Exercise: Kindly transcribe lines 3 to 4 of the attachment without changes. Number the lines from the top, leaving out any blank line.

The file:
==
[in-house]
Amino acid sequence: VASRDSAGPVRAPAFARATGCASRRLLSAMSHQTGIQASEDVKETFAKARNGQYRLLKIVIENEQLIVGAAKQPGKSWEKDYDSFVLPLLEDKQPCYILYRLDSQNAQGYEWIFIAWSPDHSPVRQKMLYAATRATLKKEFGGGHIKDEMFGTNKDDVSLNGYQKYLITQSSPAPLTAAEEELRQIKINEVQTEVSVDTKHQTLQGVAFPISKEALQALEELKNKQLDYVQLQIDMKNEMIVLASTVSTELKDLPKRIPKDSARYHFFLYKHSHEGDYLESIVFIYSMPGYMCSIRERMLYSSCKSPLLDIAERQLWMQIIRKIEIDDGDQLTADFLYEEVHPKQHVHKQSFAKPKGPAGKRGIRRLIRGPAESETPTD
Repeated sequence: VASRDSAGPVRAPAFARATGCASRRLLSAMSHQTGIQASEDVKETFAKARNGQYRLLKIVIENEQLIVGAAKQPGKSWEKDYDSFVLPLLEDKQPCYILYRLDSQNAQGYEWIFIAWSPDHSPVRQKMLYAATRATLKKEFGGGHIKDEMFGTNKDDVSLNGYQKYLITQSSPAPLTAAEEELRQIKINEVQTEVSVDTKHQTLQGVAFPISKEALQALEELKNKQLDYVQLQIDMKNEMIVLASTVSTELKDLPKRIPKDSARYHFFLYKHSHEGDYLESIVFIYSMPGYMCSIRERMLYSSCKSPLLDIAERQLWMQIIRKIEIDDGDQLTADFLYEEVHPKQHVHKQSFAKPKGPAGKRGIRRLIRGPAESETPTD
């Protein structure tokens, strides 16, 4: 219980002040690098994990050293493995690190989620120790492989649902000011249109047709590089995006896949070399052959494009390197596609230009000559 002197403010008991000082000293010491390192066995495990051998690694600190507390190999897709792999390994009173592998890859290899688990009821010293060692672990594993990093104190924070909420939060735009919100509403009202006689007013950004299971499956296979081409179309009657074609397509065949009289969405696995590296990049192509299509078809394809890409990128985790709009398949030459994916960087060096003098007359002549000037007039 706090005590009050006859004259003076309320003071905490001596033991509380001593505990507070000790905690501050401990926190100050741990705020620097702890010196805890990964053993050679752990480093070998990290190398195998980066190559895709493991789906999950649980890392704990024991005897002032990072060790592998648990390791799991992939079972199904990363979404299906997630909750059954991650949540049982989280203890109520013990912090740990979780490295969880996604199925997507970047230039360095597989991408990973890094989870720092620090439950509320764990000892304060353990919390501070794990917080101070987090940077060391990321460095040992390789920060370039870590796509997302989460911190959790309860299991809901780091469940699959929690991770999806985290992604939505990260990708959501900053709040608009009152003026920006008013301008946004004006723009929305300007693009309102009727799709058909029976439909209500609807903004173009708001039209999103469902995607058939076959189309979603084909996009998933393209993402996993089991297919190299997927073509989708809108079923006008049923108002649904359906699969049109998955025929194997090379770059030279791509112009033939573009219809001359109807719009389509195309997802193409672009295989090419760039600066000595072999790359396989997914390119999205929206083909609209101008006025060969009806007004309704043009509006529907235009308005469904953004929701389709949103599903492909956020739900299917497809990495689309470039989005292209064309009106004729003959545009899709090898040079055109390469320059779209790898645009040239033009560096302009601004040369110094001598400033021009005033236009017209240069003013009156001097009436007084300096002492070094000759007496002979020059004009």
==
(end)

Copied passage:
Repeated sequence: VASRDSAGPVRAPAFARATGCASRRLLSAMSHQTGIQASEDVKETFAKARNGQYRLLKIVIENEQLIVGAAKQPGKSWEKDYDSFVLPLLEDKQPCYILYRLDSQNAQGYEWIFIAWSPDHSPVRQKMLYAATRATLKKEFGGGHIKDEMFGTNKDDVSLNGYQKYLITQSSPAPLTAAEEELRQIKINEVQTEVSVDTKHQTLQGVAFPISKEALQALEELKNKQLDYVQLQIDMKNEMIVLASTVSTELKDLPKRIPKDSARYHFFLYKHSHEGDYLESIVFIYSMPGYMCSIRERMLYSSCKSPLLDIAERQLWMQIIRKIEIDDGDQLTADFLYEEVHPKQHVHKQSFAKPKGPAGKRGIRRLIRGPAESETPTD
């Protein structure tokens, strides 16, 4: 219980002040690098994990050293493995690190989620120790492989649902000011249109047709590089995006896949070399052959494009390197596609230009000559 002197403010008991000082000293010491390192066995495990051998690694600190507390190999897709792999390994009173592998890859290899688990009821010293060692672990594993990093104190924070909420939060735009919100509403009202006689007013950004299971499956296979081409179309009657074609397509065949009289969405696995590296990049192509299509078809394809890409990128985790709009398949030459994916960087060096003098007359002549000037007039 706090005590009050006859004259003076309320003071905490001596033991509380001593505990507070000790905690501050401990926190100050741990705020620097702890010196805890990964053993050679752990480093070998990290190398195998980066190559895709493991789906999950649980890392704990024991005897002032990072060790592998648990390791799991992939079972199904990363979404299906997630909750059954991650949540049982989280203890109520013990912090740990979780490295969880996604199925997507970047230039360095597989991408990973890094989870720092620090439950509320764990000892304060353990919390501070794990917080101070987090940077060391990321460095040992390789920060370039870590796509997302989460911190959790309860299991809901780091469940699959929690991770999806985290992604939505990260990708959501900053709040608009009152003026920006008013301008946004004006723009929305300007693009309102009727799709058909029976439909209500609807903004173009708001039209999103469902995607058939076959189309979603084909996009998933393209993402996993089991297919190299997927073509989708809108079923006008049923108002649904359906699969049109998955025929194997090379770059030279791509112009033939573009219809001359109807719009389509195309997802193409672009295989090419760039600066000595072999790359396989997914390119999205929206083909609209101008006025060969009806007004309704043009509006529907235009308005469904953004929701389709949103599903492909956020739900299917497809990495689309470039989005292209064309009106004729003959545009899709090898040079055109390469320059779209790898645009040239033009560096302009601004040369110094001598400033021009005033236009017209240069003013009156001097009436007084300096002492070094000759007496002979020059004009």